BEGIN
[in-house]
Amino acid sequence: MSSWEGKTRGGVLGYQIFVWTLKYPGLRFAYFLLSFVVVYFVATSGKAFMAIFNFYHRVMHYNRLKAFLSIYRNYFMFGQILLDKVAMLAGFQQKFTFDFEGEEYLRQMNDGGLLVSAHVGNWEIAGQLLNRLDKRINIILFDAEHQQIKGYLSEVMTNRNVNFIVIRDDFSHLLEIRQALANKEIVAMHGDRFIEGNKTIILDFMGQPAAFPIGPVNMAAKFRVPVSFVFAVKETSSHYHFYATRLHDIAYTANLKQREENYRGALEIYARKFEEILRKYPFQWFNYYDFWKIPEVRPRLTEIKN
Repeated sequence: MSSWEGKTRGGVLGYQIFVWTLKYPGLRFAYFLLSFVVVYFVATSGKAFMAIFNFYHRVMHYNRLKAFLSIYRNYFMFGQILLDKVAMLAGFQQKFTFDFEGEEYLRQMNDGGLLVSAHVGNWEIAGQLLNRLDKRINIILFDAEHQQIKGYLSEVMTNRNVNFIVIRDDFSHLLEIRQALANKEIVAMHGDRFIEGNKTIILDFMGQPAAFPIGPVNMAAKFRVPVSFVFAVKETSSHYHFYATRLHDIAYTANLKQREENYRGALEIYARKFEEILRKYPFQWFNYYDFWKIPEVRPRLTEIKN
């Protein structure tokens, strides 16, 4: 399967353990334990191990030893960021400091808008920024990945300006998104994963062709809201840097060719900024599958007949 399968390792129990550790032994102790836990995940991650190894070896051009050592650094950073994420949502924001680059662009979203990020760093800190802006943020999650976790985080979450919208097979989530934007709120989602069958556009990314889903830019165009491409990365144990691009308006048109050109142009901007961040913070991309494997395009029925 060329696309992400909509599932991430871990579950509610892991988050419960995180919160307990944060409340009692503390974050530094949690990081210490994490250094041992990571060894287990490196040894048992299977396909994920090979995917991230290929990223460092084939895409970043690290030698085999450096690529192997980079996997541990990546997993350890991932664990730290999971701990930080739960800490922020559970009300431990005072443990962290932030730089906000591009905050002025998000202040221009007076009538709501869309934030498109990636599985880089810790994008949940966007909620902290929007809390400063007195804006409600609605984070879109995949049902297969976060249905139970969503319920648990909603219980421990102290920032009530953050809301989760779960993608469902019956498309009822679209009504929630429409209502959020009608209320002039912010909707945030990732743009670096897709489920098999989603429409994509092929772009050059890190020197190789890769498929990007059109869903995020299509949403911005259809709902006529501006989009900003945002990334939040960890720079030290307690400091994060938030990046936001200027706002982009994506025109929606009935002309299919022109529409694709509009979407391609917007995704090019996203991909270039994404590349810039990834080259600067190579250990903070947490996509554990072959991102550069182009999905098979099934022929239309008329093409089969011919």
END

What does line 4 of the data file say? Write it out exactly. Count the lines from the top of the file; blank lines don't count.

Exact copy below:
């Protein structure tokens, strides 16, 4: 399967353990334990191990030893960021400091808008920024990945300006998104994963062709809201840097060719900024599958007949 399968390792129990550790032994102790836990995940991650190894070896051009050592650094950073994420949502924001680059662009979203990020760093800190802006943020999650976790985080979450919208097979989530934007709120989602069958556009990314889903830019165009491409990365144990691009308006048109050109142009901007961040913070991309494997395009029925 060329696309992400909509599932991430871990579950509610892991988050419960995180919160307990944060409340009692503390974050530094949690990081210490994490250094041992990571060894287990490196040894048992299977396909994920090979995917991230290929990223460092084939895409970043690290030698085999450096690529192997980079996997541990990546997993350890991932664990730290999971701990930080739960800490922020559970009300431990005072443990962290932030730089906000591009905050002025998000202040221009007076009538709501869309934030498109990636599985880089810790994008949940966007909620902290929007809390400063007195804006409600609605984070879109995949049902297969976060249905139970969503319920648990909603219980421990102290920032009530953050809301989760779960993608469902019956498309009822679209009504929630429409209502959020009608209320002039912010909707945030990732743009670096897709489920098999989603429409994509092929772009050059890190020197190789890769498929990007059109869903995020299509949403911005259809709902006529501006989009900003945002990334939040960890720079030290307690400091994060938030990046936001200027706002982009994506025109929606009935002309299919022109529409694709509009979407391609917007995704090019996203991909270039994404590349810039990834080259600067190579250990903070947490996509554990072959991102550069182009999905098979099934022929239309008329093409089969011919």